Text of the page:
You know the nightmare; we have all been there. You are sitting at a desk, ready to take a test. You are are hopeful and ready. After the test is handed out you realize that you studied the wrong material. Everyone else seems to be breezing through the test all around you, but you are paralyzed. You don't know any of the answers; you are going to fail and fail badly. When you wake up you are drenched in sweat. Despite the fact that you know you just had a nightmare there is still a sinking feeling in the pit of your stomach. The nightmare is over, but you still have nagging worries. What about that paper you have to write next week? What about that test you have to study for on Wednesday?
Everyone has had that self-doubt nightmare in one form or another. Everyone has self-doubts and worries. Being a student means you are being tested in one way or another on a continuous basis and that can be very stressful. Tests and papers are always looming in the distance. Here are a few tips that will help you manage the pressure you are under and ace that test!
Tip #1 - Sleep
Yes, it is hard to sleep the night before a big test. Time that you spend sleeping could be used to review material one more time, but that would not be wise. You know what it feels like when you don't get enough sleep. You are spacey and everything takes twice as long to complete. No, you need to be alert. If you are in a stressful situation the one thing you body really needs is rest. (No, not more coffee. That is for the morning.) Believe it or not, studies have shown that the brain is more active at night while sleeping than during the day. Although studies are still being done, many believe that the brain is processing all of the information received during the day. This includes all of the materials you studied and need to know. It makes sense that if you do get the sleep your brain and body need, then the information you need during the test will become more readily available to you. There are plenty of fun ways to spend the evening hours, but the night before a test you need about 8 hours of sleep.
Tip #2 - Know What To Expect
Uncertainty breeds unease and stress in most people. This is especially true for students on the edge of testing. Common sense tells us that we need to know what will be on a test to prepare for taking the test, but do you really know? Don't spend another minute lying awake in your bed replaying nightmare situations. Make sure you know what is expected of you. Whole departments, professors and teachers have office hours. Email questions to them, but better than email is a face to face appointment. Make contact with your professor and arrange a time to meet. People are more likely to help someone they can see, so get visible and make sure you show up for the meeting.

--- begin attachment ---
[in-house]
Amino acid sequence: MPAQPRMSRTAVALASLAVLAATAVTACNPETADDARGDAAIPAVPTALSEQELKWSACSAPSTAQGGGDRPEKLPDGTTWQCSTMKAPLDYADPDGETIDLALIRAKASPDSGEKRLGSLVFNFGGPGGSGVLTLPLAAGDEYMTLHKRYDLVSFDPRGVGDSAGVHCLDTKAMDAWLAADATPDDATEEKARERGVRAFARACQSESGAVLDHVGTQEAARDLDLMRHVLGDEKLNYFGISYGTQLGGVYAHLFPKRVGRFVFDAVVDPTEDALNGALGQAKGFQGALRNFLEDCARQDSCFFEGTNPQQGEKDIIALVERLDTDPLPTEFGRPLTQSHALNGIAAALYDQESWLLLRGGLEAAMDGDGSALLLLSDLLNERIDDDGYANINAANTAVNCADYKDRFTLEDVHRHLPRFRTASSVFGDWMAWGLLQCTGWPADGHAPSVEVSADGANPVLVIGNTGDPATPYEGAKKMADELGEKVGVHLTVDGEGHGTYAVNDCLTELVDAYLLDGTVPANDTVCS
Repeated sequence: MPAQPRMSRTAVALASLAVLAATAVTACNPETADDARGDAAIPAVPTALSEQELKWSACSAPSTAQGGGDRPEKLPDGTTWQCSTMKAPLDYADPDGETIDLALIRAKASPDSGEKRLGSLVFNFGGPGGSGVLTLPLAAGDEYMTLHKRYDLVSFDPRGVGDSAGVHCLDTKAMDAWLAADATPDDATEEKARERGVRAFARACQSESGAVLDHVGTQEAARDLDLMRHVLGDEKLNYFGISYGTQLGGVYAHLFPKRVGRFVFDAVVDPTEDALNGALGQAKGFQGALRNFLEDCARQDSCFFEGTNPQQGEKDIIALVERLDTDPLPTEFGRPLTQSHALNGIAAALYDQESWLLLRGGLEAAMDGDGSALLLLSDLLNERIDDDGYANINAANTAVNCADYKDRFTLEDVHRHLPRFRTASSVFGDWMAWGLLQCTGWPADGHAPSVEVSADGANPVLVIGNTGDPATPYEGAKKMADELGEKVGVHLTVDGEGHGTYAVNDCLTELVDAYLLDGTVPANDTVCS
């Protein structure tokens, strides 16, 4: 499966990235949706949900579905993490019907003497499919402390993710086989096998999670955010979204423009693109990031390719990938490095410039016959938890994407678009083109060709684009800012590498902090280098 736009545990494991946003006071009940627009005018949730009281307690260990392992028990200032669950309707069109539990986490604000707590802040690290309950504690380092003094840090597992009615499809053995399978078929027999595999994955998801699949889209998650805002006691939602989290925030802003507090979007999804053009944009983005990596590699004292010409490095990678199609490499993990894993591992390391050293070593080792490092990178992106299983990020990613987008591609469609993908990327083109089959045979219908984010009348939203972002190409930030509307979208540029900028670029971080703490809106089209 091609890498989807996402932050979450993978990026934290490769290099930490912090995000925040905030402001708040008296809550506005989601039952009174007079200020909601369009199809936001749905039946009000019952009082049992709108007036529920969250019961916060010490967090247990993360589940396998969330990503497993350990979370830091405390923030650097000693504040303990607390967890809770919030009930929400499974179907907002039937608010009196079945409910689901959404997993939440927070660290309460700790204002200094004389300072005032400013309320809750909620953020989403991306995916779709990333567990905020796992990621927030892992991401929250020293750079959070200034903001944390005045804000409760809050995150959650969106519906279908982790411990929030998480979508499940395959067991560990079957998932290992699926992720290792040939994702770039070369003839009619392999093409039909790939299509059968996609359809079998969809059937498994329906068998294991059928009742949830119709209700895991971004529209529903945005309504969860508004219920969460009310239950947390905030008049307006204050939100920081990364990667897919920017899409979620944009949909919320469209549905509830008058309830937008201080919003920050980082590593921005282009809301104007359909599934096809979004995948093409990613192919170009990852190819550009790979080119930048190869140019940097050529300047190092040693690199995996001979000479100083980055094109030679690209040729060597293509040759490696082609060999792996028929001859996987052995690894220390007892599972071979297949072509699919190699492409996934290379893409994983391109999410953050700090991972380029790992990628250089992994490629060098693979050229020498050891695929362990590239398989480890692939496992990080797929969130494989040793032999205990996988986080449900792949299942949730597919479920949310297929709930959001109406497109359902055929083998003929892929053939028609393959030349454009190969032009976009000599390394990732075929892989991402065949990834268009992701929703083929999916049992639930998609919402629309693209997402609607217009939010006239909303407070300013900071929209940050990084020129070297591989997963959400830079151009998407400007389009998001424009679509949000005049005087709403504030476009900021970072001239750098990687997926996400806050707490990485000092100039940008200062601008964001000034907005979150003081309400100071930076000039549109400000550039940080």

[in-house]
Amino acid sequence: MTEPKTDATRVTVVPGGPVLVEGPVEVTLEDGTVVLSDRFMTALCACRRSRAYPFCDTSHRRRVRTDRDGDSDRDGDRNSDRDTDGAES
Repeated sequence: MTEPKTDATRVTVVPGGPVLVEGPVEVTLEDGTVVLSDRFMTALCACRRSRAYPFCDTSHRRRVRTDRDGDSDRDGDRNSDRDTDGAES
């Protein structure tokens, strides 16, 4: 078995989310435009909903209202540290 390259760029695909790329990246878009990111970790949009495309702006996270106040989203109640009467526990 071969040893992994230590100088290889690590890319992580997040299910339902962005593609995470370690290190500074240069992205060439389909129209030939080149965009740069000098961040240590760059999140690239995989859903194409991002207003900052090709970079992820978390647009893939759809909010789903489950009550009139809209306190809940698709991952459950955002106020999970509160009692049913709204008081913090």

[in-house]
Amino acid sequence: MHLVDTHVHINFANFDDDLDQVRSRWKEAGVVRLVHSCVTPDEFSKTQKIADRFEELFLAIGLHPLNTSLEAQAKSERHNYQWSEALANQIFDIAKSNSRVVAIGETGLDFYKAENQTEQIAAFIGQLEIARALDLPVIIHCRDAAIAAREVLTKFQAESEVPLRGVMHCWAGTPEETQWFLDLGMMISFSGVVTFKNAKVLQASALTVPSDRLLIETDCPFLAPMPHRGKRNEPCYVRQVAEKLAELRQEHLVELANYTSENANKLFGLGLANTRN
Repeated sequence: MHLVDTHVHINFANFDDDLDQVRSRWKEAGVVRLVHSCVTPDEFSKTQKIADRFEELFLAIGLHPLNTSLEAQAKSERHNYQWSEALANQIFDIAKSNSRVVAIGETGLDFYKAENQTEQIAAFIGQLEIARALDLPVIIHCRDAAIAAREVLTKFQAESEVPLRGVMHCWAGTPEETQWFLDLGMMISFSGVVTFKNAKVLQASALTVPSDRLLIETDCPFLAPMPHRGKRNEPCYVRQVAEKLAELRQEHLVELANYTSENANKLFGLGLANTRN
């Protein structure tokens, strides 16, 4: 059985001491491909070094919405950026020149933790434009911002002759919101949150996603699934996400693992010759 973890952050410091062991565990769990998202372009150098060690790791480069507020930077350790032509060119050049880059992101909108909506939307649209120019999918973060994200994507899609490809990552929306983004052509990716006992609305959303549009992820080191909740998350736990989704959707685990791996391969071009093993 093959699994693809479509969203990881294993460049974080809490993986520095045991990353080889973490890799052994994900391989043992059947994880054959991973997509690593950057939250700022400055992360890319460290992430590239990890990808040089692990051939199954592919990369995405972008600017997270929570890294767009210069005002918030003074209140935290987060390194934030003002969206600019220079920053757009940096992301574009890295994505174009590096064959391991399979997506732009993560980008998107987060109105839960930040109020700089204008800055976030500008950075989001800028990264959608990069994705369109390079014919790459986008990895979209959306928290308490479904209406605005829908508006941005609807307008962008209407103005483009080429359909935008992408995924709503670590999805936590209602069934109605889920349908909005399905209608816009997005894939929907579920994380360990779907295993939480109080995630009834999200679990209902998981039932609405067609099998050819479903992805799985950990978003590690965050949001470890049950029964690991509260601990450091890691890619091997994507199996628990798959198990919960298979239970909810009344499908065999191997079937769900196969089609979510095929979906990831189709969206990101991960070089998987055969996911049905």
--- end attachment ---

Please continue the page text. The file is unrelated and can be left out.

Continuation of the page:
First reconfirm the place, date and time of the test. A last minute testing site change could kill everything you have prepare for. Ask your professor exactly what material will be on the test. Clarify points of confusion. Also, find out what the format of the test. Will there be essay questions, short answer, fill in the blank or multiple choice? How many questions will there be? How much time will you be allowed? Be crystal clear on the material that will be tested and how it will be tested. Remember, you are going to have to feel comfortable enough to sleep the night before this test. The more you know about what you are going into the more empowered you will be.
If some of the testing material is still unclear to you, then perhaps the professor knows about a student-to-student tutoring program you can access. In addition, the professor might know about a specific website that would explain the finer points of an unclear concept. Ask the professor for any recommendations they might have. Professors usually know about resources that might help you, but you have to ask for the help first.
Tip #3 - Be Prepared
You knew that one, didn't you? I thought you would. Still, it is the last minute rushing around that makes everyone crazy and you don't want to arrive at the test out of breath and stressed out. Make sure you have the right materials for the job. Really think the situation out in your mind. What do you need for the test? First, put a watch on your wrist. Yes, a watch. Your professor may not allow you a phone on your desk, so you are going to need another reliable time keeper. What else will you need for the test? Pencils? Paper? A Calculator? A bottle of water? Consider everything you will need for the test and put it out the night before. Wear comfortable clothes and shoes because you don't want any wardrobe distractions during the test. Prepare for the test by walking through the situation beforehand in your mind will help ease stress. Taking care of all of the little things ahead of time will give you piece of mind.
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